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I have recently launched a new django based api, and quite quickly, I started to receive INVALID_HOST_HEADER SOME RANDOM URL errors. My understanding is that this is caused by somebody manually changing the HOST header, or proxying my API through some other domain.

This is probably a basic question, but what is the point? What are they trying to achieve? Presumably it's not a regular MITM attack, because it would be easy enough to correct the HOST header on its way out of the middle server, and they're not doing so.

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Using a proxy isn't necessary. I wrote a PowerShell module SocketHttpRequest which allows one to submit a custom HTTP request to a destination. It was created to test applications without having to modify DNS or the local hosts file.

netcat is another option: How to make an HTTP GET request manually with netcat?

In terms of what they're trying to achieve:

1) IP Address

Many internet scanners just scan IP address ranges looking for vulnerable web servers. When a web server is found, they send it a request using the destination IP address as the host header value (e.g. Host: 1.1.1.1). No additional steps are taken to determine what website is actually being hosted (e.g. reverse dns lookup).

2) Alternative Host Values

Occasionally a request for an unknown host header value will be submitted. This is to see if the web server will respond with the "default" website; which allows any host header value and should be avoided. This is of greatest concern for web applications and Content Management Systems (CMS) that may rely on the host header value for generating links and other tasks.

Example: Suppose your website is configured to allow any host header value and all links are dynamically generated based on that value. I register a domain bad.com to your web server IP address. Upon visiting bad.com, your website is displayed with all the links resolving to bad.com.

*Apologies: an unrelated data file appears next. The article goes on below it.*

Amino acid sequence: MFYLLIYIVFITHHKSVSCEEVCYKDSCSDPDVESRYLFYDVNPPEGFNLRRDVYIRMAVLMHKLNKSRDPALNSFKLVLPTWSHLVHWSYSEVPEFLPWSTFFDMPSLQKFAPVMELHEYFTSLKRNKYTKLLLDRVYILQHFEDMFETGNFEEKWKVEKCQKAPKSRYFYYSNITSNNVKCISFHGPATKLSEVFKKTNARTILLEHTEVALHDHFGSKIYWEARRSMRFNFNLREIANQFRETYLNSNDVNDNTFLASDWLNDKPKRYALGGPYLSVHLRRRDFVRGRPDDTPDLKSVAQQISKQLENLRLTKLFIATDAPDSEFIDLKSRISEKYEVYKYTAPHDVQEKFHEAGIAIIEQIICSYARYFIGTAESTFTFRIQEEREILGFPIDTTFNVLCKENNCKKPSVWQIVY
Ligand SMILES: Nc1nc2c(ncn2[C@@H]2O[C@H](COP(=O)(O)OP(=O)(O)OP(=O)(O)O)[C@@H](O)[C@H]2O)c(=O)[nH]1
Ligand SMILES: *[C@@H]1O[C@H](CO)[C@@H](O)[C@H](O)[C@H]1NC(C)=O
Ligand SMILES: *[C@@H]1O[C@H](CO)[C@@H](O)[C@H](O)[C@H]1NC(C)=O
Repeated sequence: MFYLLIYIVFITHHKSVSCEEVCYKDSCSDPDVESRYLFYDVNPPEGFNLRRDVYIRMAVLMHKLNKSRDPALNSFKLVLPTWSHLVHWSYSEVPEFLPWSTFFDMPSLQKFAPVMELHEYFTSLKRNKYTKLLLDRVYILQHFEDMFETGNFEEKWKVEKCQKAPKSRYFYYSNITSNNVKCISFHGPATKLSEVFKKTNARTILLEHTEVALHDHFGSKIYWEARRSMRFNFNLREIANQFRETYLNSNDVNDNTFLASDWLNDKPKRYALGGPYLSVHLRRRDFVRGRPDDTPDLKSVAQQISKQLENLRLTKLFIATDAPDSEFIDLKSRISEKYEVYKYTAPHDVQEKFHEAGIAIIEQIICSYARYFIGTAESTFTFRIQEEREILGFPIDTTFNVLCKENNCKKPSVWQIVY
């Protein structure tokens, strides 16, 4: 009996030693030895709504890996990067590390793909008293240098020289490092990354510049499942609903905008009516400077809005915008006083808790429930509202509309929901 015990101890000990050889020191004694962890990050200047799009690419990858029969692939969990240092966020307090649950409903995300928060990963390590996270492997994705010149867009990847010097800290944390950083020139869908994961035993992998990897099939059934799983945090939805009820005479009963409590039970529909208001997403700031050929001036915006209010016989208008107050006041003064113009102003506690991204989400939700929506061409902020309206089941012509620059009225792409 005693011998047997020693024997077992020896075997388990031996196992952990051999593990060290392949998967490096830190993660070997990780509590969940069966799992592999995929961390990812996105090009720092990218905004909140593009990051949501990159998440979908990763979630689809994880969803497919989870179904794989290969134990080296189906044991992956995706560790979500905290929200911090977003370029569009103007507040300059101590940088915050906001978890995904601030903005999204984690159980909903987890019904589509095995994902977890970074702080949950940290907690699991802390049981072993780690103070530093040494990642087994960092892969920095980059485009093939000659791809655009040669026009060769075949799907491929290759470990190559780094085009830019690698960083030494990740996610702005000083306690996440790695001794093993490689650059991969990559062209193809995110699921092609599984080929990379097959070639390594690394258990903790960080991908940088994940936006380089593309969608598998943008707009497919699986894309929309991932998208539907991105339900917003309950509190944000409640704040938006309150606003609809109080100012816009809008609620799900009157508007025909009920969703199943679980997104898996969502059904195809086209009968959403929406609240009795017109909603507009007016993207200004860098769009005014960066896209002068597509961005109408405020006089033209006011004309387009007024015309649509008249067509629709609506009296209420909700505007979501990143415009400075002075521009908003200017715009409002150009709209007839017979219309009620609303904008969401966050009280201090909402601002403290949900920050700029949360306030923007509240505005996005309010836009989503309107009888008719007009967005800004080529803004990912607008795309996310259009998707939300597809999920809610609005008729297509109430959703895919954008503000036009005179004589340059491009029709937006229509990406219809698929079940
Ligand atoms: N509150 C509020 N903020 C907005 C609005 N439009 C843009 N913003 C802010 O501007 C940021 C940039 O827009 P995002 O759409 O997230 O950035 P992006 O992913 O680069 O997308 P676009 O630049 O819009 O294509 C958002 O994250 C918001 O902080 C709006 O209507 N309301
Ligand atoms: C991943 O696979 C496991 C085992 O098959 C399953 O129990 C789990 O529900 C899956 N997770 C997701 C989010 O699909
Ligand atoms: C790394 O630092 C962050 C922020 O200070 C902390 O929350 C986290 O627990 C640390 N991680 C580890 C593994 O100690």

3) Security Filtering

In some cases, modifying the Host: value is an attempt to bypass or enumerate any security filtering in place. This could be a Web Application Firewall (WAF), load balancer, web server, or modules within the application itself.

Fix

The best fix for this is two-fold.

  1. Websites should only respond to requests for the host header values registered in DNS. "Default" websites should be avoided.
  2. Applications should use Host values from configuration files and not rely on the server providing this value. This defense in depth mitigates the risk of a misconfiguration.
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This article explains the host header attack https://www.acunetix.com/vulnerabilities/web/host-header-attack/

[EDIT] I will expand on my answer as requested in the comments. Attackers use the host header attack in attempt to get the targeted site to generate links using the attacker supplied Host header, hoping that the target site trusts the supplied header rather than using the internally configured SERVER_NAME. This by itself isn’t an issue as the malicious links generated in the http response will only be sent to the attacker. However, this can become an issue if those generated links get cached by a shared proxy that legitimate users also use. Such as a reverse proxy that sits in-front of the site. Additionally if the server stores those links for re-use or emails them to legitimate user’s such as a password reset link it could also be exploited.

On a related topic, attacker’s could also be fuzzing the host header in their requests in attempt to enumerate other virtual hosts configured on that server (see Named-Base Virtual Host in apache docs https://httpd.apache.org/docs/2.4/vhosts/name-based.html) [/EDIT]

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    It would be good if you can include some context: see Provide context for links on How to Answer.
    – TripeHound
    Mar 13, 2020 at 14:04
  • This must be expanded or it will be deleted
    – schroeder
    Mar 13, 2020 at 15:12
  • Apologies for my laziness. I have expanded on my answer.
    – ansichart
    Mar 13, 2020 at 22:01
  • A web app wouldn't ever use SERVER_NAME. That would prevent cohosting, high availability, etc. Mar 14, 2020 at 4:42

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